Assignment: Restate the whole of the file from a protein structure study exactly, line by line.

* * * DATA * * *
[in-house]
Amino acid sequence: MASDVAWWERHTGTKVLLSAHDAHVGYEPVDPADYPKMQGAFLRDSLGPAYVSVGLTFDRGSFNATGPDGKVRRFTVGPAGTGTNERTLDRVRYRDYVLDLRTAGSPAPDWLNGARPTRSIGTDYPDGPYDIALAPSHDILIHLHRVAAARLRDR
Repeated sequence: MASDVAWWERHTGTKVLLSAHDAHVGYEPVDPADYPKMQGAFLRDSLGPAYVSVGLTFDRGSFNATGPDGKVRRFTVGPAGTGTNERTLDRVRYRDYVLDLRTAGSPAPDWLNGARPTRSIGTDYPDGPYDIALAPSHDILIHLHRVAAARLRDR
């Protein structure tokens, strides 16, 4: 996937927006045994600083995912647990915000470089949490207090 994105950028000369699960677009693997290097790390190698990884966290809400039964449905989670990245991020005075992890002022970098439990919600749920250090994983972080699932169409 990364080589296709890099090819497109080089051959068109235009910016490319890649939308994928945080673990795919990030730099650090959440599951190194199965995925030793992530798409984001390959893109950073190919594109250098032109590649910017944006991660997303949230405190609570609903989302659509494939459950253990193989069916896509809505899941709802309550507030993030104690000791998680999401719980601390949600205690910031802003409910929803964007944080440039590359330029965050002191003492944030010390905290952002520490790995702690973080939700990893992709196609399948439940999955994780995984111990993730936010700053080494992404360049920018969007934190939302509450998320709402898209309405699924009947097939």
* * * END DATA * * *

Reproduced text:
[in-house]
Amino acid sequence: MASDVAWWERHTGTKVLLSAHDAHVGYEPVDPADYPKMQGAFLRDSLGPAYVSVGLTFDRGSFNATGPDGKVRRFTVGPAGTGTNERTLDRVRYRDYVLDLRTAGSPAPDWLNGARPTRSIGTDYPDGPYDIALAPSHDILIHLHRVAAARLRDR
Repeated sequence: MASDVAWWERHTGTKVLLSAHDAHVGYEPVDPADYPKMQGAFLRDSLGPAYVSVGLTFDRGSFNATGPDGKVRRFTVGPAGTGTNERTLDRVRYRDYVLDLRTAGSPAPDWLNGARPTRSIGTDYPDGPYDIALAPSHDILIHLHRVAAARLRDR
């Protein structure tokens, strides 16, 4: 996937927006045994600083995912647990915000470089949490207090 994105950028000369699960677009693997290097790390190698990884966290809400039964449905989670990245991020005075992890002022970098439990919600749920250090994983972080699932169409 990364080589296709890099090819497109080089051959068109235009910016490319890649939308994928945080673990795919990030730099650090959440599951190194199965995925030793992530798409984001390959893109950073190919594109250098032109590649910017944006991660997303949230405190609570609903989302659509494939459950253990193989069916896509809505899941709802309550507030993030104690000791998680999401719980601390949600205690910031802003409910929803964007944080440039590359330029965050002191003492944030010390905290952002520490790995702690973080939700990893992709196609399948439940999955994780995984111990993730936010700053080494992404360049920018969007934190939302509450998320709402898209309405699924009947097939």